Baldacci's First Family, a political action thriller about a kidnapping gone wrong, succeeded in creating possibly the most sympathetic villain I've encountered in all my reading.  When combined with victims who are so utterly contemptible (and if you've read Baldacci before you know how he portrays the political elite) the character contrast alone is enough to propel the story forward.  The plot's intrigue is almost a bonus that binds everything together into a nice read (or listen in this case - audio book).

Former Secret Service agents and current private investigators Sean King and Michelle Maxwell are engaged by the First Lady to assist the FBI with solving the kidnapping of her precocious twelve year old niece, a botched job that left the girl's mother dead.  If that doesn't make you scratch your head, think again - why would the FBI need the assistance of a couple of PIs?

While election year politics rage around Washington D.C., a Viet Nam veteran hunkers down in his aging Alabama plantation to plan his revenge.  Years of painstaking research have led him to a startling conclusion about the cause of a painful and ultimately deadly chapter from his family's past.  And it is he who ultimately decides whose family comes first.

You might be familiar with Baldacci's work from the movie Absolute Power starring Clint Eastwood and if that captured your fancy First Family and his other books are worth trying.  But one thing I can do without in my audio books is a soundtrack and audio effects.  The whole point of books is that the words should be sufficiently powerful to generate images in your mind's eye.  If you're a frustrated movie producer, stay out of audio book production.

Saturday, August 14, 2010

Horse Bits - Special Travis Edition

Mold-A-Rama machines made sculptures from hot wax.  I remember them from when I was a little boy.  Do you have a favorite toy?

These are blogs on the internet: Victoria YeagerA Little Business, fea-nux.

These are events you could attend: NAFEMS World CongressHuntsville Simulation Conference.  (But ask for permission first!)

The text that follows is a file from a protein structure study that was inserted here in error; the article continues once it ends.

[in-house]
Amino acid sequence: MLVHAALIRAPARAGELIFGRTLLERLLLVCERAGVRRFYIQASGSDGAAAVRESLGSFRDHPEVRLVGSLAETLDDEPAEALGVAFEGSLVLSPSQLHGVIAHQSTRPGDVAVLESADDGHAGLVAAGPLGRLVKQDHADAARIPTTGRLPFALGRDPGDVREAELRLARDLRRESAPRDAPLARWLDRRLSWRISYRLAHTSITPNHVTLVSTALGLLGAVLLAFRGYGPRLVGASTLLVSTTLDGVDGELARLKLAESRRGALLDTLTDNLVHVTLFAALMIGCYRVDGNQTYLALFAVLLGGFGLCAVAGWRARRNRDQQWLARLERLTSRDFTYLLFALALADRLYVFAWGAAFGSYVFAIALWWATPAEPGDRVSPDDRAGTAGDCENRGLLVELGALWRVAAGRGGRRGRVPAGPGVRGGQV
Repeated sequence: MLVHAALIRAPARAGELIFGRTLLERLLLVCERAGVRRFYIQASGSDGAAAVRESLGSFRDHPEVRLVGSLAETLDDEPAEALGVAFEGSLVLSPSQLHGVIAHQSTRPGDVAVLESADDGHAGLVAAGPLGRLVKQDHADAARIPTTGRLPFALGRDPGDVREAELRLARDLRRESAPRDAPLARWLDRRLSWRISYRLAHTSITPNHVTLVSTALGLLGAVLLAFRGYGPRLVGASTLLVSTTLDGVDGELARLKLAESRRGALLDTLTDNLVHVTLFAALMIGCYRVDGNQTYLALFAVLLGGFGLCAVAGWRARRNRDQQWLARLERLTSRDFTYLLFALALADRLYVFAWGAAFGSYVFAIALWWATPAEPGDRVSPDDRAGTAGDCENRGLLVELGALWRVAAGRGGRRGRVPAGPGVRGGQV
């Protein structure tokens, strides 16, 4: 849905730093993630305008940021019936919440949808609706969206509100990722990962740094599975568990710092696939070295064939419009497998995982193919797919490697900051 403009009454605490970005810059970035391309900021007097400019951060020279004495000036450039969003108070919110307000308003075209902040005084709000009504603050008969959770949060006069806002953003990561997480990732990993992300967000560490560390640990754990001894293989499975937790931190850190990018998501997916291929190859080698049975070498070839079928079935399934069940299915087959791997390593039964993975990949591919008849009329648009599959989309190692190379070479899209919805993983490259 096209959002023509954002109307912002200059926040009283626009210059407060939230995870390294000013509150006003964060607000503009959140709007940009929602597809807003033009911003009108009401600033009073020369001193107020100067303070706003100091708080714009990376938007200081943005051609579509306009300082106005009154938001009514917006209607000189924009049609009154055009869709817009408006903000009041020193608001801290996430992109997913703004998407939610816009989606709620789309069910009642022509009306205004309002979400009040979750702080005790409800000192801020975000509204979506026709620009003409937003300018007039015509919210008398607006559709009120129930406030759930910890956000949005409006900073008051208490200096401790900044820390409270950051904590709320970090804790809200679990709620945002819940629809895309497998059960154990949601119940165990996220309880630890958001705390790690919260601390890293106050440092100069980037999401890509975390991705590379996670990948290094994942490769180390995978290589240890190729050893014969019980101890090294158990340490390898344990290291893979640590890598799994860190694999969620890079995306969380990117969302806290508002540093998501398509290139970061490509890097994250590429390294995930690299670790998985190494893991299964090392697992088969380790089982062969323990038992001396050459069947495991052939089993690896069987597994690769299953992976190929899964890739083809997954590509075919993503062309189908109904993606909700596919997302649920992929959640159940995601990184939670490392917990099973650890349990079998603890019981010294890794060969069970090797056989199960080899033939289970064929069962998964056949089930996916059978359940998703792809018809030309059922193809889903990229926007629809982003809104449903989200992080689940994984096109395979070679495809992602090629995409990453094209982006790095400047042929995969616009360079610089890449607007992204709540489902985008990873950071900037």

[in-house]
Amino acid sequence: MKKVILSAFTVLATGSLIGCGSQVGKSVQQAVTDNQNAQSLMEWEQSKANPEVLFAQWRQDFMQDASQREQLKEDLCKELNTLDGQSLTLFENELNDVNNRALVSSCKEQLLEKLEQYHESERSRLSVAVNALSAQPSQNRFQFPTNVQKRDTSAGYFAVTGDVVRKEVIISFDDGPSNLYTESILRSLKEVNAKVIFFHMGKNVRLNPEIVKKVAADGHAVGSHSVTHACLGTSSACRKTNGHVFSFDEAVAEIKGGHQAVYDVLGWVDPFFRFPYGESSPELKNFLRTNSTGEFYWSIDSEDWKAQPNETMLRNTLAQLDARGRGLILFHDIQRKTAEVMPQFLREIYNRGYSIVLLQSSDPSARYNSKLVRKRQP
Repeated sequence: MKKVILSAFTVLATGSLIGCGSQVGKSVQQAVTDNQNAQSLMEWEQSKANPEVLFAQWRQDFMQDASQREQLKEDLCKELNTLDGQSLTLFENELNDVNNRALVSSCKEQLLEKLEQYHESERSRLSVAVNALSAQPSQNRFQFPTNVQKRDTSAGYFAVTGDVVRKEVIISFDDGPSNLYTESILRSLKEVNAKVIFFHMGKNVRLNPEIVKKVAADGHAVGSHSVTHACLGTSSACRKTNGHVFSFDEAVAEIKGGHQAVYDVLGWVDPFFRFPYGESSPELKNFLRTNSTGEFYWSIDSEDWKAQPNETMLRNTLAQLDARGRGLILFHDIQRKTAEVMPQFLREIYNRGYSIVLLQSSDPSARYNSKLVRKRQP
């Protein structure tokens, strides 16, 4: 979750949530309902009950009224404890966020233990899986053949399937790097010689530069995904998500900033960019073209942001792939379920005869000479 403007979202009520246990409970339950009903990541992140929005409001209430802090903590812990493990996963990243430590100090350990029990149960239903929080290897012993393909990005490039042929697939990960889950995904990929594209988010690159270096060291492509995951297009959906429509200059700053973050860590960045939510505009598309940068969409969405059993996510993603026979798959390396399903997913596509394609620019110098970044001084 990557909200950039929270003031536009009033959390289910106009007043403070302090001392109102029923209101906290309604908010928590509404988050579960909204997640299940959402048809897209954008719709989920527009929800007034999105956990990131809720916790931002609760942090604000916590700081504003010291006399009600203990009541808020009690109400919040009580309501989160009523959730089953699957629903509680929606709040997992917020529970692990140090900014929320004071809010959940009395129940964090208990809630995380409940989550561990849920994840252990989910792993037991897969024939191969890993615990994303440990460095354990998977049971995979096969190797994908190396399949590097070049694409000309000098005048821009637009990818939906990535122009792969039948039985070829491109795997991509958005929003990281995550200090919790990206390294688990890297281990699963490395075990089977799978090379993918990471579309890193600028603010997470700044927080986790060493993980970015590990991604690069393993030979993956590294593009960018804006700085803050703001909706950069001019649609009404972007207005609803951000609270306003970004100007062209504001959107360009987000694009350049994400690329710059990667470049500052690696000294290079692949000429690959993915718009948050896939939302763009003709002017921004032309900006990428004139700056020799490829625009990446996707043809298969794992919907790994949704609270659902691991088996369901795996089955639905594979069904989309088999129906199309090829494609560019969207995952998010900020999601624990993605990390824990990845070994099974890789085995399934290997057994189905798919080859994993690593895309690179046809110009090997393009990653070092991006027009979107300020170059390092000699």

Here are two fun things about cartoons: an iPad app, an unfilmed Batman script.

Two companies announced fluid structure interaction capabilities: FLOW-3D and Abaqus.

Those were big words.  Let's pause to relax with kittens.

I like the orange one.  His name is Mr. Winkles.

Pictures of email usage by state and region.

Don Norman wrote a new book.  It should be good.

The boss at ANSYS was on TV.  He said interesting things.  A vice president at Spatial was interviewed for a blog.  He also said interesting things.

I found stuff on the internet for drawing things on a computer.  Here they are.  There are a lot.  Take your time reading this list.
  1. GrabCAD
  2. Alibre Powered
  3. dezineBlog
  4. VCollab
  5. SolidWorks
Five.  That's a lot.  Let's take a break.

Bunnies are nice.  I like their big ears!

Do you like to read books?  You can read about a GPU.

A long time ago engineers liked certain things.  Can you think of things that engineers like today?

Math is hard, but it can help us make cool shapes.  Do you know what else is cool?  The navy has a new boat!

If you have a cell phone from Apple you can put it in a case that looks like breakfast.  But don't eat it ;-)

If you use Facebook at work your boss may get mad.  But it's good to use Facebook for work.  We call this a paradox.  And if you use Twitter, this web site will tell you how long you've been using it in case you forgot.   

Do you need pictures of flags of countries for a school project or to decorate your notebook?  You can get them for free here.

Oh, that was a lot of words.  I am tired again.  How about you?  Let's see some duckies.  Do you like duckies?

The duckies all wait their turn.  The one in front is working hard.  Climb, duckie, climb!